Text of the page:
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INTRODUCTION: In the classic neurological model of language, the human inferior parietal lobule (IPL) plays an important role in visual word recognition. The region is both functionally and structurally heterogeneous, however, suggesting that subregions of IPL may differentially contribute to reading. The two main sub-divisions are the supramarginal (SMG) and angular gyri, which have been hypothesized to contribute preferentially to phonological and semantic aspects of word processing, respectively. METHODS: Here we used single-pulse transcranial magnetic stimulation (TMS) to investigate the functional specificity and timing of SMG involvement in reading. Participants performed two reading tasks that focused attention on either the phonological or semantic relation between two simultaneously presented words. A third task focused attention on the visual relation between pairs of consonant letter strings to control for basic input and output characteristics of the paradigm using non-linguistic stimuli. TMS to SMG was delivered on every trial at 120, 180, 240 or 300 msec post-stimulus onset. RESULTS: Stimulation at 180 msec produced a reliable facilitation of reaction times for both the phonological and semantic tasks, but not for the control visual task. CONCLUSION: These findings demonstrate that SMG contributes to reading regardless of the specific task demands, and suggests this may be due to automatically computing the sound of a word even when the task does not explicitly require it.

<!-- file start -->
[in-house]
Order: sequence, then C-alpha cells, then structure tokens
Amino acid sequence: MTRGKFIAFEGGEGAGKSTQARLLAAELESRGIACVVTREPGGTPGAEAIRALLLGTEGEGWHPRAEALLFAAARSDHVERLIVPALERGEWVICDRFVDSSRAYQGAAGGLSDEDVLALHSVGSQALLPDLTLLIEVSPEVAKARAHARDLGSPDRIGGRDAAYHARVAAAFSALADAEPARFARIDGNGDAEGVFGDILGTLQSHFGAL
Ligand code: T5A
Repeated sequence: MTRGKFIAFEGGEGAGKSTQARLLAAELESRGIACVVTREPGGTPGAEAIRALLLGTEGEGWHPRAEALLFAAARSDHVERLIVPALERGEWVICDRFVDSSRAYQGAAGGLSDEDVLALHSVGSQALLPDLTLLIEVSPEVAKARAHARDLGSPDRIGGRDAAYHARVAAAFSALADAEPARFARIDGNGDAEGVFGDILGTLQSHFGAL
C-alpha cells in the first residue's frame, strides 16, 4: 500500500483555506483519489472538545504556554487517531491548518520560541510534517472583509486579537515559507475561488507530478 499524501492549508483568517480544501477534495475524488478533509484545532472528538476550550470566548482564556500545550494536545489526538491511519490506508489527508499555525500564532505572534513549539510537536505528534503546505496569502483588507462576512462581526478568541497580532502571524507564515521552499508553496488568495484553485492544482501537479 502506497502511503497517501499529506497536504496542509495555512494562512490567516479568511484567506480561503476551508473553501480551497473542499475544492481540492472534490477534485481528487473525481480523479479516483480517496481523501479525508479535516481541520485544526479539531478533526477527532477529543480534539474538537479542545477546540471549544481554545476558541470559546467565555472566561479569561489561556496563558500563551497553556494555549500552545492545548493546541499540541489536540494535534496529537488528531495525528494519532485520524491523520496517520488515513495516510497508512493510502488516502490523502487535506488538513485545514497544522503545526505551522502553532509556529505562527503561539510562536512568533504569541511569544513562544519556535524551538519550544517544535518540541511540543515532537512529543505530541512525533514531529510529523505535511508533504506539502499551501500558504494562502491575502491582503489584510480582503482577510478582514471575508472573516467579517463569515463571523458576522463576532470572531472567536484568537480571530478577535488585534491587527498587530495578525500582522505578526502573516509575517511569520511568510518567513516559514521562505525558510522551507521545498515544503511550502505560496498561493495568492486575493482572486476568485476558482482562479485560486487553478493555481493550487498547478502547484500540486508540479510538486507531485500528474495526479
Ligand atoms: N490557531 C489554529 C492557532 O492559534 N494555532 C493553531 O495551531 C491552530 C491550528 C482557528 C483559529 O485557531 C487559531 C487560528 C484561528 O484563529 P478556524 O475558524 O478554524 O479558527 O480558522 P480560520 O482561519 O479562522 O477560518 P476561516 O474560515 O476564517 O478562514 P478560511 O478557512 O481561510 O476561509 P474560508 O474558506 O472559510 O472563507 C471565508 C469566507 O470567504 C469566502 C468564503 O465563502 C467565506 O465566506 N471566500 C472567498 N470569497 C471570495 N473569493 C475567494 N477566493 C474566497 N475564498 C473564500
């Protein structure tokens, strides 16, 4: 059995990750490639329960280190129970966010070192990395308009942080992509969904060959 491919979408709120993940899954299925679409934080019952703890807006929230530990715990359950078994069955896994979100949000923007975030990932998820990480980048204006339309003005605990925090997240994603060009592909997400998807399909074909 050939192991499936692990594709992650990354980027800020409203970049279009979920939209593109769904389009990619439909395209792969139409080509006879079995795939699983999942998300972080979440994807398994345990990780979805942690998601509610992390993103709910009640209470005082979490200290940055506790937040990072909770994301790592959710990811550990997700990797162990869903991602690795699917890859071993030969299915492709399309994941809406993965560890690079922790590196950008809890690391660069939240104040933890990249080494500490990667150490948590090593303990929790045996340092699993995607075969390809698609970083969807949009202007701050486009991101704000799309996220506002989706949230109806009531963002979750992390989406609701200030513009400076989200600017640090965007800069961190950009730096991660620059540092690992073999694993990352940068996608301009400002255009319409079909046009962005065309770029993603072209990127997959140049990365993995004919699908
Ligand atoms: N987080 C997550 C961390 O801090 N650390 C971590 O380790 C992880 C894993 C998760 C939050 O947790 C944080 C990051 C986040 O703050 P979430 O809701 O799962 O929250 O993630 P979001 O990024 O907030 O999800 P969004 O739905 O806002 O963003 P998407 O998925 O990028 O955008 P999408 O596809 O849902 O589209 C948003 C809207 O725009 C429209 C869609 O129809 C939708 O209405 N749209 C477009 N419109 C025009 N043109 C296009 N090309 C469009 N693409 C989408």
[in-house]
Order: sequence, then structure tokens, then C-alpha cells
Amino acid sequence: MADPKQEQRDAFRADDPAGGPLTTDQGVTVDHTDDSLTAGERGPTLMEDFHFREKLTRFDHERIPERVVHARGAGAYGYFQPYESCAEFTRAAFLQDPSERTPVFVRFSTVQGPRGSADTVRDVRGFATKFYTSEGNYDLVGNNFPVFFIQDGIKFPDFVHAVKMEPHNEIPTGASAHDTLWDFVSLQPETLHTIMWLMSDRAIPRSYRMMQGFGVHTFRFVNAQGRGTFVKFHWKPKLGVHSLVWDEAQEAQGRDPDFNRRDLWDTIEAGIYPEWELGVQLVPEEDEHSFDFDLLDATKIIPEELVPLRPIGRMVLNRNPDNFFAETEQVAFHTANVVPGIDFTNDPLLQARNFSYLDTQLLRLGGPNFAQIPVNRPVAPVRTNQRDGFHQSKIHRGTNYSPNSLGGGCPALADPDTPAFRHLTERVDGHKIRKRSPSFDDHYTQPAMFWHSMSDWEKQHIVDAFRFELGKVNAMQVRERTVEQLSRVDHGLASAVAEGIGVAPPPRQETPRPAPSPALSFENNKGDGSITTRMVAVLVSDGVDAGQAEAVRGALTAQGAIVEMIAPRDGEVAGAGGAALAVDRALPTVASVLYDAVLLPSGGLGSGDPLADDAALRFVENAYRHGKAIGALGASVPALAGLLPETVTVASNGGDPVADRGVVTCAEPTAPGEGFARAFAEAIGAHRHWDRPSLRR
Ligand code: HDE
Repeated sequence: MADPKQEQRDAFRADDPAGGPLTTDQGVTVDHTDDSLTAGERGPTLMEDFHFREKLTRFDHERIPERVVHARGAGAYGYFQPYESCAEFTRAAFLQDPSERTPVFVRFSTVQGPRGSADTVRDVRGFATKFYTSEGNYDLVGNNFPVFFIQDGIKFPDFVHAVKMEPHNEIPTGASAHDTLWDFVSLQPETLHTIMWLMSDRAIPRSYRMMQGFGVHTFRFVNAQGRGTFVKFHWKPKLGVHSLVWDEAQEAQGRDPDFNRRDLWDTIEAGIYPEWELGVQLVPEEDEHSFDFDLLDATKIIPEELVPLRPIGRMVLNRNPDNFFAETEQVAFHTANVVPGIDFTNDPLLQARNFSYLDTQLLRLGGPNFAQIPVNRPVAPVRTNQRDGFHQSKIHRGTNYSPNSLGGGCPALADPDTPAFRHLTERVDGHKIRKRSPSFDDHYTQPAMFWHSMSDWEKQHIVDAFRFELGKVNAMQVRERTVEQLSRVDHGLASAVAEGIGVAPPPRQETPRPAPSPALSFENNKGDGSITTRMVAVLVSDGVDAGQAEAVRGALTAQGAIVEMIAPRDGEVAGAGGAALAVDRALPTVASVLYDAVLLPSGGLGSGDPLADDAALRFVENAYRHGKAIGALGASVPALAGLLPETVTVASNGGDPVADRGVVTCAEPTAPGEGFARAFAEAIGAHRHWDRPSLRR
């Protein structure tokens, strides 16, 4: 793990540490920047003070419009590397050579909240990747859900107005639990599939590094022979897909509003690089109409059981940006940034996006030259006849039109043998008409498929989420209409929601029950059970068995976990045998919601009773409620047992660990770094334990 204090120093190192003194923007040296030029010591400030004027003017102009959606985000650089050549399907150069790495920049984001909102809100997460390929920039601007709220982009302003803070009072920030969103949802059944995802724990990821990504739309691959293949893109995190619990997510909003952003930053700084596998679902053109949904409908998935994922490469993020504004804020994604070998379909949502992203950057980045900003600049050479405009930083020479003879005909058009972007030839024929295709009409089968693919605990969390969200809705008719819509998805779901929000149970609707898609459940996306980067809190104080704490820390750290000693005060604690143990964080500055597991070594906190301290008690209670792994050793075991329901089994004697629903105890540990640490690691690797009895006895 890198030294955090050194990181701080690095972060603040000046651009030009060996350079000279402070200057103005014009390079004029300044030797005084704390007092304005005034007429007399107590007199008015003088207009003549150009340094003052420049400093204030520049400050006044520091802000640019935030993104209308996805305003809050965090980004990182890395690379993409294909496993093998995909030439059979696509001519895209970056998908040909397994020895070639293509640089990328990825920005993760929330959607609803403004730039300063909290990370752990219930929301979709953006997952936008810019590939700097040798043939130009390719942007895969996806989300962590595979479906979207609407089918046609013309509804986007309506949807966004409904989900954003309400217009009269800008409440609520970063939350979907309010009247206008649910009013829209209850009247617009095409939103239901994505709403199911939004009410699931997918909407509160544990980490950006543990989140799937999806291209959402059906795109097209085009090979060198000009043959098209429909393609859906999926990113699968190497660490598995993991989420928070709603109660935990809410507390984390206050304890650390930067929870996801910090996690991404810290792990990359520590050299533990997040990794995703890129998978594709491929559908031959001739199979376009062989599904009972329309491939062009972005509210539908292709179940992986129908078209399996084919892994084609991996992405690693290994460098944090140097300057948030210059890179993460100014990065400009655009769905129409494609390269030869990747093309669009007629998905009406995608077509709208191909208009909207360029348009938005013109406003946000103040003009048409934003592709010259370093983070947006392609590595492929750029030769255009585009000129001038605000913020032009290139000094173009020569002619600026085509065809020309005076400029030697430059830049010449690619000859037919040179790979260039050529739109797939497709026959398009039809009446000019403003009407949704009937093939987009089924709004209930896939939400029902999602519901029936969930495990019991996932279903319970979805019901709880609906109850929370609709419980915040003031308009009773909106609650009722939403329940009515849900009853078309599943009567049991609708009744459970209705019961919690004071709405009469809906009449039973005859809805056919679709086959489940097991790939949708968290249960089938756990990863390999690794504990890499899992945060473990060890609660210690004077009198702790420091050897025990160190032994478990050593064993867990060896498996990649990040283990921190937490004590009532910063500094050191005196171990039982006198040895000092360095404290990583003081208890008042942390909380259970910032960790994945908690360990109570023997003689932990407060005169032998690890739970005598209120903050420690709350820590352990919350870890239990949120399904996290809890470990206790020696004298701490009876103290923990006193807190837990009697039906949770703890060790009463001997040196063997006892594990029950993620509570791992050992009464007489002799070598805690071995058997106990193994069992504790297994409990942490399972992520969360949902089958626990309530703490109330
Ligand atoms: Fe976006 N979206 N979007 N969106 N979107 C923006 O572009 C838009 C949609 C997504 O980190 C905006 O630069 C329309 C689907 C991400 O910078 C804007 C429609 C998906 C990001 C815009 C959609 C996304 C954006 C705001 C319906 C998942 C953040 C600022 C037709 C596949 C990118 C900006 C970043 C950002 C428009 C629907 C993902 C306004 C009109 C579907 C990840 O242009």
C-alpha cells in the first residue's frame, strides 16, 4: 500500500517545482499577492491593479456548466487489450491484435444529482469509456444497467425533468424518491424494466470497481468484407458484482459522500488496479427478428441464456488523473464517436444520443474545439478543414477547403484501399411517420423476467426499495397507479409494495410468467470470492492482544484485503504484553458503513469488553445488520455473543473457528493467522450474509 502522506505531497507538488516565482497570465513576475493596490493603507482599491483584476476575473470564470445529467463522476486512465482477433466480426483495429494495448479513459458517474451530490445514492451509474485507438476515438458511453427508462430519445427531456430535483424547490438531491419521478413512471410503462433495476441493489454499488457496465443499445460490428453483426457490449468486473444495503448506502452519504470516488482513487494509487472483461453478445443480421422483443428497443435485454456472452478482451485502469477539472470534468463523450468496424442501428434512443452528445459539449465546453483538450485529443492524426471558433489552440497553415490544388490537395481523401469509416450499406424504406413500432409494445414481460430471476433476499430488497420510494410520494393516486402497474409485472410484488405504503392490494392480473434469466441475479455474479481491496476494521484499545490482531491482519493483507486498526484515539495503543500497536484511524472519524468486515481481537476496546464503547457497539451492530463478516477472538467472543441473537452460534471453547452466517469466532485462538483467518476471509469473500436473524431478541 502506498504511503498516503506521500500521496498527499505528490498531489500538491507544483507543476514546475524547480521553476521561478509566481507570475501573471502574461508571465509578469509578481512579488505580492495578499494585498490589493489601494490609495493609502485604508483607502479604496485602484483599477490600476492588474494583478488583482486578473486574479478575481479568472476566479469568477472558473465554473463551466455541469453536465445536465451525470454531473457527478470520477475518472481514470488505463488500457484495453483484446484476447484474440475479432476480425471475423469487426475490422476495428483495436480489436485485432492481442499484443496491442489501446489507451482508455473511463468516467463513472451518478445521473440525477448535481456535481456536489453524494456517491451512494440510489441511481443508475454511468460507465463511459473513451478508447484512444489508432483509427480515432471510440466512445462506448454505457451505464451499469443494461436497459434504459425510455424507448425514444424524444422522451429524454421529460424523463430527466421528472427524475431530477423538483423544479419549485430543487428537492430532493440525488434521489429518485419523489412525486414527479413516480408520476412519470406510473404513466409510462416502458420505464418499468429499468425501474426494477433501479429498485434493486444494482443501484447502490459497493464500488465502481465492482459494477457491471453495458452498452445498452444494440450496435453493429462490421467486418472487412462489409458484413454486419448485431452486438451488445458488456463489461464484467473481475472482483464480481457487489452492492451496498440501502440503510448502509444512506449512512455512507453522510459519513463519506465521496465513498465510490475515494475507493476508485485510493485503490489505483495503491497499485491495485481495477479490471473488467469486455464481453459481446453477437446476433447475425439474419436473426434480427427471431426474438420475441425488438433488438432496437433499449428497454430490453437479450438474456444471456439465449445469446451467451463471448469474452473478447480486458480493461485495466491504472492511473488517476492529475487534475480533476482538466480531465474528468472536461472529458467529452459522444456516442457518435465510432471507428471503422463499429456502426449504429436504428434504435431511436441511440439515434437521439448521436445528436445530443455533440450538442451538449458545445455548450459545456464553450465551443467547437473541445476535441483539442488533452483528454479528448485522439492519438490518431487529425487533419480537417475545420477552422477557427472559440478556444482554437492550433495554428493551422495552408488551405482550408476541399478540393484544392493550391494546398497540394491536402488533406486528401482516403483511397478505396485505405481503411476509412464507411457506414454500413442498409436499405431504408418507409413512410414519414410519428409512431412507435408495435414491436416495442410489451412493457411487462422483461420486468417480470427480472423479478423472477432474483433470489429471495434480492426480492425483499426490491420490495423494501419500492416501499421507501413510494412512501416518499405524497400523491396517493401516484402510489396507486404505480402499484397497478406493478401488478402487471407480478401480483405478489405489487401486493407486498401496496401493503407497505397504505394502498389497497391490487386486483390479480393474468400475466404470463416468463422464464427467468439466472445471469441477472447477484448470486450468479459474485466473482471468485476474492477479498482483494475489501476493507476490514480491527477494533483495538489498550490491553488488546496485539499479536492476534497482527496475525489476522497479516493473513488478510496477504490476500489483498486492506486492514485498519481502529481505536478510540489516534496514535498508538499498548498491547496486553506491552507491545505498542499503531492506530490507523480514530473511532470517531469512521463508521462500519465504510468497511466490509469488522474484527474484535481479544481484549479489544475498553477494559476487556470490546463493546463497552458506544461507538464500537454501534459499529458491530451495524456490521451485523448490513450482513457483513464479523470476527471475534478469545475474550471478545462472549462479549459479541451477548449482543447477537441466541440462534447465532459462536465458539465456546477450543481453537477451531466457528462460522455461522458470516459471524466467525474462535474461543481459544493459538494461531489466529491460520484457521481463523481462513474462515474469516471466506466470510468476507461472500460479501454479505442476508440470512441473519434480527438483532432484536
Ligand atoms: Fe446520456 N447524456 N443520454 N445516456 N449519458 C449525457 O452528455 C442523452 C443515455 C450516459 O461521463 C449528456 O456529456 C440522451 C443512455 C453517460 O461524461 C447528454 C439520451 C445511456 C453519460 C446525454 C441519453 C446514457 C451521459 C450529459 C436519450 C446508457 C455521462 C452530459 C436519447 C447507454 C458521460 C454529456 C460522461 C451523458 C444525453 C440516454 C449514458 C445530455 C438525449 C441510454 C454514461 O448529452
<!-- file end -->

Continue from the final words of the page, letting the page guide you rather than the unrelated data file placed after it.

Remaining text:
Original publication




Journal article



Publication Date





1091 - 1096


Acoustic Stimulation, Adult, Analysis of Variance, Auditory Perception, Female, Functional Laterality, Humans, Image Processing, Computer-Assisted, Language, Language Tests, Male, Parietal Lobe, Photic Stimulation, Reaction Time, Recognition (Psychology), Semantics, Speech Perception, Transcranial Magnetic Stimulation, Visual Perception